Lightroom catalog size

But what really takes up disk space is image previews, which fall into four types, from smallest to largest:

  • Minimal: Small, low-resolution JPGs embedded in the image file by the camera.
  • Embedded & Sidecar: Slightly larger camera-generated previews.
  • Standard: Created by Camera RAW within Lightroom, these take up much more disk space than either of the previous two types.
  • 1:1: Full-size images created by Lightroom, these are very large files.

My catalog currently uses Standard previews, set to 1440 pixels on the long edge, and as you can see, this results in disk usage of 31 GB for my 70,000 images.

Lightroom catalog previews

1:1 previews are automatically created when you zoom into an image in Lightroom, but you can set these to be automatically discarded after a set number of days.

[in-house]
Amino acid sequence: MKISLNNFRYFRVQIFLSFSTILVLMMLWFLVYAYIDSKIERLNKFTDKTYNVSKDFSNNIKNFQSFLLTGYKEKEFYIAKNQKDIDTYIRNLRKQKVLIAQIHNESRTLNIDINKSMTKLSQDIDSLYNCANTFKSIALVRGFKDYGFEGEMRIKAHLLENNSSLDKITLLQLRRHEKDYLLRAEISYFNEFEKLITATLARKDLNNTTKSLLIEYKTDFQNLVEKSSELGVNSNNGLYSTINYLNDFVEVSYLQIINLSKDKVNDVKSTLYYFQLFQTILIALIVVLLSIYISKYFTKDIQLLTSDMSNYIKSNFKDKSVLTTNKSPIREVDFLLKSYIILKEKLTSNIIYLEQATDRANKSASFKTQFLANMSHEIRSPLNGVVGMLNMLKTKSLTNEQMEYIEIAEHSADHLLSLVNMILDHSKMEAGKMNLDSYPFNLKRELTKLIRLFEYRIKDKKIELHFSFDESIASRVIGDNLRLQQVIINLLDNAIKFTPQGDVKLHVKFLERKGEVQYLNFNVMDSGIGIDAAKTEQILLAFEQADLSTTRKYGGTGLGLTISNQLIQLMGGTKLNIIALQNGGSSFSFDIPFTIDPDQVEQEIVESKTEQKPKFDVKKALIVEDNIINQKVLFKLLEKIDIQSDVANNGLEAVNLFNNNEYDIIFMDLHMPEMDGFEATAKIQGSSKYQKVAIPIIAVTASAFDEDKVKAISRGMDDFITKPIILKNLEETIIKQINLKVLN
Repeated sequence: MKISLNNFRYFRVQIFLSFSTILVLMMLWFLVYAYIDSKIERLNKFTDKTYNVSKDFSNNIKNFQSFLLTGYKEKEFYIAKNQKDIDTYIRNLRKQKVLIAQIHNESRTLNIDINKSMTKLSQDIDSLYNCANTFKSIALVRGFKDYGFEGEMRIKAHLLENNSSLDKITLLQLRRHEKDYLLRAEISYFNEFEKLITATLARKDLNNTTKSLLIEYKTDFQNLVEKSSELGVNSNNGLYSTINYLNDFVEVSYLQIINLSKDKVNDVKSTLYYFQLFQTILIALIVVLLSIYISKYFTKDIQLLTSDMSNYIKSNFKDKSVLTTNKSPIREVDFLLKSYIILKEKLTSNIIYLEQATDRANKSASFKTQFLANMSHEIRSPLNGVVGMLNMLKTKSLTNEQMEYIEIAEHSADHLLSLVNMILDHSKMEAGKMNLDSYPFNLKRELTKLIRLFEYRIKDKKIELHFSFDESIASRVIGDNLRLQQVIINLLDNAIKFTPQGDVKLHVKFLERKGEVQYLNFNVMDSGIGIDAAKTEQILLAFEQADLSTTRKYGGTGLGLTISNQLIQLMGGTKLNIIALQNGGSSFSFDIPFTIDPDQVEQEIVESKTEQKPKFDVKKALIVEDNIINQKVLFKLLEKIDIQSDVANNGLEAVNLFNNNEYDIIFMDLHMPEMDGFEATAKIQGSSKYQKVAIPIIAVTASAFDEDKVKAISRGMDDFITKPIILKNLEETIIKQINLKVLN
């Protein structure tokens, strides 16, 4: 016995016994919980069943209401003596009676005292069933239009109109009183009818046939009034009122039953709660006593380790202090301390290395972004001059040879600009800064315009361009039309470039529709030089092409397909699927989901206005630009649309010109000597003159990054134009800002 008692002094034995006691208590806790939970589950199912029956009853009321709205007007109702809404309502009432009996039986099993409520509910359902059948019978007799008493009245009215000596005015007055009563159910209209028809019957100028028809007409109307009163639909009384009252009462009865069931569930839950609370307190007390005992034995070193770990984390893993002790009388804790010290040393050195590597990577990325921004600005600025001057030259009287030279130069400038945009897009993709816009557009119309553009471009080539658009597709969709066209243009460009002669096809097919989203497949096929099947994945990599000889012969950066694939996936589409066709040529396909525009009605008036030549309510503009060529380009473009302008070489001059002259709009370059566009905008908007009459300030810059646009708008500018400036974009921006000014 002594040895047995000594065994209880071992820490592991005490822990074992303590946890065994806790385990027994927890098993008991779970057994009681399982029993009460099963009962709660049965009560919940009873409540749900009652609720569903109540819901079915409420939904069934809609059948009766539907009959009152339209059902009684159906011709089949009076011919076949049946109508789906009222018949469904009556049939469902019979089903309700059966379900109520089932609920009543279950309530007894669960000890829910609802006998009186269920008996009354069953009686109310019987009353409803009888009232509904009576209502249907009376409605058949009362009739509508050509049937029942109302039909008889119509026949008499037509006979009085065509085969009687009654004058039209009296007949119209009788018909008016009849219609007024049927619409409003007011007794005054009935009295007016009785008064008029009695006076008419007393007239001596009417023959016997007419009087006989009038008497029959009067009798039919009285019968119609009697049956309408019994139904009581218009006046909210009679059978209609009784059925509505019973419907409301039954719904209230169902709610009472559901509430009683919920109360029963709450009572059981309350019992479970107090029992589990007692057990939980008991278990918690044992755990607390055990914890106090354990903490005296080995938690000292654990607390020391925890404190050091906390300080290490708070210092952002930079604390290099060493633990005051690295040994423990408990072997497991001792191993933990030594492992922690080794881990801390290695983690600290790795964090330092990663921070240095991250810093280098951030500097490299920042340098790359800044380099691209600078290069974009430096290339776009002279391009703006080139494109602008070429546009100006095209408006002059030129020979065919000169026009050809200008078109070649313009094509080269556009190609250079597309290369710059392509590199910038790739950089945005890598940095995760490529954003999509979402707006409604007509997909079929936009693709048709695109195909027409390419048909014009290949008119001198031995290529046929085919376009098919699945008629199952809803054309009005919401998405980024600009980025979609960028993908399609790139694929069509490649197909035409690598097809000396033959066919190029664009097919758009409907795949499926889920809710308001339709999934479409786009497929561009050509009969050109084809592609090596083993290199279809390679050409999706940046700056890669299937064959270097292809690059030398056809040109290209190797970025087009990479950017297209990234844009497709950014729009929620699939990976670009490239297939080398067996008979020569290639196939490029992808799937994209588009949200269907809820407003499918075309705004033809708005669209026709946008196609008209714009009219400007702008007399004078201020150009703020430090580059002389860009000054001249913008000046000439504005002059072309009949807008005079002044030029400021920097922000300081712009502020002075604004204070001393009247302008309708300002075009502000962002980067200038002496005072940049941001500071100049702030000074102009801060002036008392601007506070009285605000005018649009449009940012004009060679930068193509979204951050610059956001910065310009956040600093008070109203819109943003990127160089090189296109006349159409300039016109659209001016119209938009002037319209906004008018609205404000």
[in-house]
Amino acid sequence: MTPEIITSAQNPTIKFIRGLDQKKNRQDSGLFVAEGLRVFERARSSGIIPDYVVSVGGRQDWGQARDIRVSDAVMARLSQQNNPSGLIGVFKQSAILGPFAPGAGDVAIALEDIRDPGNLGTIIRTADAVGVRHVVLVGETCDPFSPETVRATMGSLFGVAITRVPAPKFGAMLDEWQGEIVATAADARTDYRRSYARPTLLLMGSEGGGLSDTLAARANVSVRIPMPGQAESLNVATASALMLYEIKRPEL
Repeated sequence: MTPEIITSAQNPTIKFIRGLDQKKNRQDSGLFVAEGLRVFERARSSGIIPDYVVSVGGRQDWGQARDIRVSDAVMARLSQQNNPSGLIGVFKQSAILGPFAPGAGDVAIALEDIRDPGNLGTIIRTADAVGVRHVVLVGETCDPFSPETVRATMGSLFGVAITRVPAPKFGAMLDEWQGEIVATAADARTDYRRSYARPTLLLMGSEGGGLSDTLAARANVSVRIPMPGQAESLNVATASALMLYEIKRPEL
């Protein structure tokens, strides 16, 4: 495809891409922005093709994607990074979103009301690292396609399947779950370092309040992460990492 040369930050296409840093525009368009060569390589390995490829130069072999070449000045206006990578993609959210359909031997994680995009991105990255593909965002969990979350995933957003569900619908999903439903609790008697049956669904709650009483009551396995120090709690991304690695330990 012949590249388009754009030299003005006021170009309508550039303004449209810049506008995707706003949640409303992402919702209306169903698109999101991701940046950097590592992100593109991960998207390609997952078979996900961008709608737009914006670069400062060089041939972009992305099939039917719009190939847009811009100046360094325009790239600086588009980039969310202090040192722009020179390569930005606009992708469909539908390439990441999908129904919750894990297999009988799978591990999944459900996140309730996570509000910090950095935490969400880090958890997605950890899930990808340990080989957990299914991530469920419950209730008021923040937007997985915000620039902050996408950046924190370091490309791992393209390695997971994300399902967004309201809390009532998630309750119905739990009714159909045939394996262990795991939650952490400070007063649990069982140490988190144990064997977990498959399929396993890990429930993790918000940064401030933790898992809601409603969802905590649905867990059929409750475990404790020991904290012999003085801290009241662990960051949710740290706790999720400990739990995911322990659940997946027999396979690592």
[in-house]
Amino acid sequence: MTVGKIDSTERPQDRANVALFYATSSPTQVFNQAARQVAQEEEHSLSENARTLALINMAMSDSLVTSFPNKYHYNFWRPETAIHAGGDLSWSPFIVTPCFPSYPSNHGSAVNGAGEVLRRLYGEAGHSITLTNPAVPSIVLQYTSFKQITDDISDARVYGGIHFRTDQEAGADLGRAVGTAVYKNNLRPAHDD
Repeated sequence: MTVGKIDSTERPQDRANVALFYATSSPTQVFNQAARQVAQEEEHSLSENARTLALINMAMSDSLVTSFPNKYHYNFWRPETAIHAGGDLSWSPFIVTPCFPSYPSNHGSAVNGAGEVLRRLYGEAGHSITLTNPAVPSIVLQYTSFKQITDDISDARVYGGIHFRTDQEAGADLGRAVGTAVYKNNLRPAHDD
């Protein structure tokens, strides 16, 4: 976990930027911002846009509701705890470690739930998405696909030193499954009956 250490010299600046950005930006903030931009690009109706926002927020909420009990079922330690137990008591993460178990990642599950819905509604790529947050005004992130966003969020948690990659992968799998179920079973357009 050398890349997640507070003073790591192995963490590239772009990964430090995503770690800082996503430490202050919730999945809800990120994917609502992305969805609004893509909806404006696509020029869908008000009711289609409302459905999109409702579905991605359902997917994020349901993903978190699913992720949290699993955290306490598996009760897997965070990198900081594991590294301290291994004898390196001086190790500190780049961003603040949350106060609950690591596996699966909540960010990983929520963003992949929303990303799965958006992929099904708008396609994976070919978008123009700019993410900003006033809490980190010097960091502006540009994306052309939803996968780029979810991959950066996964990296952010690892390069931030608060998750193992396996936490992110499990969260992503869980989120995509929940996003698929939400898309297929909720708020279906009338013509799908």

All of these previews are stored in a folder structure alongside your main catalog file, although you are not able to view these previews outside of Lightroom, as they use a proprietary file format.

Lightroom library previews

When Should You Change Your Lightroom Catalog Location?

Lightroom screenshot

There are a few reasons why you might want to move your Lightroom catalog location:

  1. To access it from another laptop or computer
  2. Because of low disk space on your current hard drive
  3. To create a backup

Moving your Lightroom catalog to an external drive to fulfill one of these reasons is very common, although you should be aware that this can cause a slowdown depending on the speed of your port. In this case, you ideally want a USB-C external hard drive.

Dealing with Low Disk Space

If you intend to move your catalog because of low disk space, then bear in mind that the image files themselves will not move, and these are the largest memory hogs, followed by previews.